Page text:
Teenager Amanullah Khan teeters on his tiptoes, daubing towering camels with festive henna patterns to entice Eid al-Adha customers at a market near the Pakistan capital.
Hundreds of farmers have camped at livestock markets across Pakistan for weeks, hoping to sell animals before the annual holy festival, starting on Thursday.
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But with rampant inflation – reaching a record 38 percent in May – markets are attracting smaller crowds.
The Muslim festival begins a day before the deadline for Pakistan to secure a $6.5bn bailout programme with the International Monetary Fund (IMF) expires on June 30.
Local media reports on Wednesday said the Pakistani government is discussing a $2.5bn “standby arrangement” for six to nine months with the global lender to prevent a default.
‘Prices are sky high’
Khan’s cousin Zakaria brought 18 camels to market after good profits last year but has sold only one so far.
“People’s purchasing power is over. Customers are not coming to the market, and those who come prefer to return empty-handed due to the high prices of the animals,” Zakaria, 21, told the AFP news agency.
During the festival, Muslims around the world will slaughter an animal – a goat, sheep, bull or camel – keeping a third for themselves before giving a third to friends and relatives, and a third to charity.
The ritual commemorates the readiness of Ibrahim – Abraham in the Christian and Jewish faiths – to sacrifice his son to show obedience to God.
The centuries-old festival is guided by tradition. But this year, many middle-class Pakistanis will not be able to perform a sacrifice.
“Our income is the same but the prices are sky-high. From where would we get that much money?” buyer Ali Akbar, a 46-year-old builder, asked.
Another customer, Zerak Ali, had come to enquire about the price of a camel, which can cost up to 1 million rupees ($3,500).
“It is worth 700,000 [rupees] for you,” Zakaria barters. But 56-year-old shopkeeper Ali leaves, leading his two grandsons towards the enclosure housing cheaper bulls.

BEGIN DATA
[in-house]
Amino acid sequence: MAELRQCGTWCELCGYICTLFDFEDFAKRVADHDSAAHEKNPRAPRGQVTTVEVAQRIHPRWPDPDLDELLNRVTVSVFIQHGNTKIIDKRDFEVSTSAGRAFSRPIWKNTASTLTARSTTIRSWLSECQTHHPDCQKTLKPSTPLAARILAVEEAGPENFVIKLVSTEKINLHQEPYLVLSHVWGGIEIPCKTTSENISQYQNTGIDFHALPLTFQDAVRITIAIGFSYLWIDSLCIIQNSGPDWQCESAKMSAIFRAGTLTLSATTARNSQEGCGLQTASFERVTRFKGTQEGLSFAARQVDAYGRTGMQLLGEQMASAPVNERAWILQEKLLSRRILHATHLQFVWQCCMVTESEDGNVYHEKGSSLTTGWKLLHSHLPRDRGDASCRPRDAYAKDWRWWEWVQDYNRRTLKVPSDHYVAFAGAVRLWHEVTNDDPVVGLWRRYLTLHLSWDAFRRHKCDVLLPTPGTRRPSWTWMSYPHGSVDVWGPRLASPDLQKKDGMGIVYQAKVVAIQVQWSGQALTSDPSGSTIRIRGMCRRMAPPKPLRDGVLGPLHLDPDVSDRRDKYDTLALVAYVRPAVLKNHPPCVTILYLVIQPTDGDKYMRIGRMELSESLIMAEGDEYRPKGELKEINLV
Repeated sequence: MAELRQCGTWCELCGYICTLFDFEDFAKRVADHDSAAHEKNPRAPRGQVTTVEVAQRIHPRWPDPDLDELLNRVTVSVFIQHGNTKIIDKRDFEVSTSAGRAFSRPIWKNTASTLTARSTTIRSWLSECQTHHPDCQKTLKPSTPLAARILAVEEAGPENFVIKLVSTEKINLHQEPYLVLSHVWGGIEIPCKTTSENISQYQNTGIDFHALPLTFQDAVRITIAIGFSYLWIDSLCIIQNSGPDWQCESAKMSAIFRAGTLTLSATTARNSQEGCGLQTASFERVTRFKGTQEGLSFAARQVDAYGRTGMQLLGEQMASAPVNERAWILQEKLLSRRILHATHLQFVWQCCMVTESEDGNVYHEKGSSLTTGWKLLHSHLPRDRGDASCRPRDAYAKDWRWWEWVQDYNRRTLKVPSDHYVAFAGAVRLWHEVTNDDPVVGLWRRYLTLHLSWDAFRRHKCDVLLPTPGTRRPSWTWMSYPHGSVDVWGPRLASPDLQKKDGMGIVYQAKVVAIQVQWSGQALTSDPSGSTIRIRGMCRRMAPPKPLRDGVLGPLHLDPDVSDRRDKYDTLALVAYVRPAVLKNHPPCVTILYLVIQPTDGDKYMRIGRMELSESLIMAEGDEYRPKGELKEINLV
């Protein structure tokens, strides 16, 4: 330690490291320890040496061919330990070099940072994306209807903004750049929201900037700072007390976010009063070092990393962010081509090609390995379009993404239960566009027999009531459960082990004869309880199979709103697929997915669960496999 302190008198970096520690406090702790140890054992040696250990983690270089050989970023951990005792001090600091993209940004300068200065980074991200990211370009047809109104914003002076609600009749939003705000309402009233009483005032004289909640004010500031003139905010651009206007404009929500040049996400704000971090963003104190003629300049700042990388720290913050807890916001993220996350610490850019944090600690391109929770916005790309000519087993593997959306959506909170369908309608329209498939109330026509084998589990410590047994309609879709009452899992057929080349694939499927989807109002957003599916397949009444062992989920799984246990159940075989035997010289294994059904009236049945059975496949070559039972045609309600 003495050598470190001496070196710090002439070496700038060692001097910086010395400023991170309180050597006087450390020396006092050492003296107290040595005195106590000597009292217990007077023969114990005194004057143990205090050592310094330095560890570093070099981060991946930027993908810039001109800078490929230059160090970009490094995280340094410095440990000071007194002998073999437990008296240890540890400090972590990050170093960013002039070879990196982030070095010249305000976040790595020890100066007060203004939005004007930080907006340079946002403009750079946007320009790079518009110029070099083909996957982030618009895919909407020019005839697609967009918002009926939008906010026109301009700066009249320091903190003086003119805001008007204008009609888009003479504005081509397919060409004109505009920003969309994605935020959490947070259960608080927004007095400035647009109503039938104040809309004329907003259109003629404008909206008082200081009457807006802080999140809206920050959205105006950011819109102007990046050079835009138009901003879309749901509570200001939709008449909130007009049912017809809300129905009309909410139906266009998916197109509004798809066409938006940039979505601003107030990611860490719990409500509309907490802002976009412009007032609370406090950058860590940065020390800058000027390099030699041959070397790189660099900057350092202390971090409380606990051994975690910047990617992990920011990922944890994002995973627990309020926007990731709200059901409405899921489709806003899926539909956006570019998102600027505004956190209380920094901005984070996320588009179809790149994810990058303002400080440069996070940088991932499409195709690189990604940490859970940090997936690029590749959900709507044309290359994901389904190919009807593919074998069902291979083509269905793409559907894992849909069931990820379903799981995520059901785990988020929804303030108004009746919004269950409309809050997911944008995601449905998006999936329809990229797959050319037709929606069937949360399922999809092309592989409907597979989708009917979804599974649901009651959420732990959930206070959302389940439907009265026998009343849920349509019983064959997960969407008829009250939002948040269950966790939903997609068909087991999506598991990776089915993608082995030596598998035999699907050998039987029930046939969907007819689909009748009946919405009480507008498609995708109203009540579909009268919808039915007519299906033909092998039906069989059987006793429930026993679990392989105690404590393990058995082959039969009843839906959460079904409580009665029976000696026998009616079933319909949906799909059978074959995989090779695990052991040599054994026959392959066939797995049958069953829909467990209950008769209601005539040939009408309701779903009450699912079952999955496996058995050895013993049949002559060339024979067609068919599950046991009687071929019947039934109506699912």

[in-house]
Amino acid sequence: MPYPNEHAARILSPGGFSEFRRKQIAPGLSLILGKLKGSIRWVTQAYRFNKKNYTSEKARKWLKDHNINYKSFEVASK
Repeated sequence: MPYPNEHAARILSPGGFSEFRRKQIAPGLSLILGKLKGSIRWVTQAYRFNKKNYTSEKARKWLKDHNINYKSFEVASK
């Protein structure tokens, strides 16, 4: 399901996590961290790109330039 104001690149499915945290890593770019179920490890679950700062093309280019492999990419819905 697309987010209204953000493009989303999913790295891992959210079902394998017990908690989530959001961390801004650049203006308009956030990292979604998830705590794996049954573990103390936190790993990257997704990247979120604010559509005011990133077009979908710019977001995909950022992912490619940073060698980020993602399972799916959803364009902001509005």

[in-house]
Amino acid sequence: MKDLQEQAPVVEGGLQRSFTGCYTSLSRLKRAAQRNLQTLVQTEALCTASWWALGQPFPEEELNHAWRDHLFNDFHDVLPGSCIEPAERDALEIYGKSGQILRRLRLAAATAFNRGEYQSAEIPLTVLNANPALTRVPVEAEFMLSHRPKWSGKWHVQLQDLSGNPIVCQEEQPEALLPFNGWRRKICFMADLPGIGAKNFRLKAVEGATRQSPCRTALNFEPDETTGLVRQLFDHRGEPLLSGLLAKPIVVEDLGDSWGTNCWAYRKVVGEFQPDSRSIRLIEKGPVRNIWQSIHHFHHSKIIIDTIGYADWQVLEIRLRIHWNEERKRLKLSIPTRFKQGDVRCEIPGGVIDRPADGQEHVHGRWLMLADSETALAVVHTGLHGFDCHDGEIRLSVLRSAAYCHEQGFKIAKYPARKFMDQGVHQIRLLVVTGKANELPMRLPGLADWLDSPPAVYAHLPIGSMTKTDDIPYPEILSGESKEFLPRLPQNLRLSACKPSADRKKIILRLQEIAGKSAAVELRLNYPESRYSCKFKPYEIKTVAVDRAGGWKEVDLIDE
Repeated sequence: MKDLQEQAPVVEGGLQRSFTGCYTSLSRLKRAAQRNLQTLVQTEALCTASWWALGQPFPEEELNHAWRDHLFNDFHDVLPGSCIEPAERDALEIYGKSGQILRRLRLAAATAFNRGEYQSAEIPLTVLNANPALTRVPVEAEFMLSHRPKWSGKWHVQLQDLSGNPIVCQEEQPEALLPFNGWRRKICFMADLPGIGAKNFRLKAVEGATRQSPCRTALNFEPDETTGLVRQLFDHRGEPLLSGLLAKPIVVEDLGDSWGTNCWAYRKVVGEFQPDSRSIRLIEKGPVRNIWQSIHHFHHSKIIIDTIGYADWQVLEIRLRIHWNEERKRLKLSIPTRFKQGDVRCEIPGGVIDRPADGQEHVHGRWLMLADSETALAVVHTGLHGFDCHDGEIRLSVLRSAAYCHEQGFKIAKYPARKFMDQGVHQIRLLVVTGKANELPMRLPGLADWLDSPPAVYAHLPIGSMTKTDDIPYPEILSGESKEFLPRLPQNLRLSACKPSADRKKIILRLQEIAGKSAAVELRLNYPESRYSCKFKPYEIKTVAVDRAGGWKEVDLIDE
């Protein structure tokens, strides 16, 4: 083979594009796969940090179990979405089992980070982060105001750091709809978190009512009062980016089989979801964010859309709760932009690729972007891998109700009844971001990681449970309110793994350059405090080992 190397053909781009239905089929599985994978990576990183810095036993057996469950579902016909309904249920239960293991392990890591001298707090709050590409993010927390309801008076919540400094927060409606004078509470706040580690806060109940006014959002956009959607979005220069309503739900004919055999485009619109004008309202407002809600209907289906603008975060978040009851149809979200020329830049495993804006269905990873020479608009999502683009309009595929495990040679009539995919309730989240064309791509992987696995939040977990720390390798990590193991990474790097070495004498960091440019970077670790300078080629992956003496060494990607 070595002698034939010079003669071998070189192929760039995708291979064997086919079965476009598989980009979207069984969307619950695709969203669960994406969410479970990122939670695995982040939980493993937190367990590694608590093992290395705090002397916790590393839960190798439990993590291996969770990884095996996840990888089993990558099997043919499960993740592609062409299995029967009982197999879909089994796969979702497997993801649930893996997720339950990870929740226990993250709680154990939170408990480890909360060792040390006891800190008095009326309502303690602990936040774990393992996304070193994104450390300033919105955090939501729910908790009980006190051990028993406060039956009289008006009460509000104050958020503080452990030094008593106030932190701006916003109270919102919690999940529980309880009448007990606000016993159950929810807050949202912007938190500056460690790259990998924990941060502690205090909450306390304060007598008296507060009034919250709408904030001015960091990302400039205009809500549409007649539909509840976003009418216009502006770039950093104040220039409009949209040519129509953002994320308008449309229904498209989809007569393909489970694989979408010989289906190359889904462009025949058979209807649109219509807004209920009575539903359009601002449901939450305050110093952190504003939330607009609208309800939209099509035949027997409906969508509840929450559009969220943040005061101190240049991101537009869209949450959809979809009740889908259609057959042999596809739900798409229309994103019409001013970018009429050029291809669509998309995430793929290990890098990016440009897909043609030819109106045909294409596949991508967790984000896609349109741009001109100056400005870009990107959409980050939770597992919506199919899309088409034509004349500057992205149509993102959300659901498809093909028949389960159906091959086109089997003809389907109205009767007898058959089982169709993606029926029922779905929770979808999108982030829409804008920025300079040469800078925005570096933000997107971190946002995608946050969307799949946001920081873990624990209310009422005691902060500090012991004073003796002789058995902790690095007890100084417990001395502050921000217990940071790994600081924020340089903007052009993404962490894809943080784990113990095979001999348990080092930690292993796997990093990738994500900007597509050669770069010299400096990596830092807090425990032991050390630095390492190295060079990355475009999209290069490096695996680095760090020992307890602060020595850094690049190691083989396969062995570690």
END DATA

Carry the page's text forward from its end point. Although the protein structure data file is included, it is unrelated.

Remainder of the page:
Camel sacrifice is not common in Pakistan, but some wealthier buyers prefer the animal because 11 families can share its meat, according to Islamic rules.
More than 250 camels have been brought to the Islamabad market, along with thousands of bulls, cows, goats and sheep.
Bulls cost up to 500,000 rupees ($1,750), while the price of goats ranges from 50,000 ($175) to 150,000 rupees ($525).
Eating into Zakaria’s profits are market taxes, rising fodder and truck rental prices, as well as staff wages. “I will lose millions of rupees this year,” he glumly predicts.
IMF package awaited
Pakistan rushed through a recent slew of policy adjustments, including a revised budget sought by the IMF and an off-cycle hike in interest rates, hoping to secure the pending funds under the Extended Fund Facility (EFF) programme signed in 2019.
With time running out, Finance Minister Ishaq Dar on Tuesday said the two sides were working on a “mechanism” to ensure that Pakistan got the entire $2.5bn and not just the close to $1.1bn due under the current review.
Dar did not elaborate on what the mechanism was.
The ninth review is in order after recent adjustments but Pakistan is keen to receive the entire amount that has not been disbursed, which is only possible in a new programme, the Express Tribune daily said, quoting sources.
It said Prime Minister Shehbaz Sharif discussed signing a new standby arrangement (SBA) worth $2.6bn for a short term of six months with IMF Managing Director Kristalina Georgieva.
Pakistan’s Dawn newspaper also said an SBA was one option discussed to access pending funds after the expiry of the EFF.
The South Asian nation is in dire need of external financing and has allocated $2.5bn in IMF support in its annual budget, which will also be key to unlocking other avenues of funding.
On Tuesday, Sharif said he expected an agreement in a day or two, with the lender saying it was holding talks with the aim of “quickly reaching an agreement on financial support from the IMF”.
Meanwhile, Bakht Zaman, a farmer from Mardan district in Pakistan’s northwest, says he brought 10 camels to market and has so far sold only one for 500,000 rupees.
“The value of the Pakistani rupee has fallen,” says buyer Haq Nawaz. “Who will buy such expensive animals?”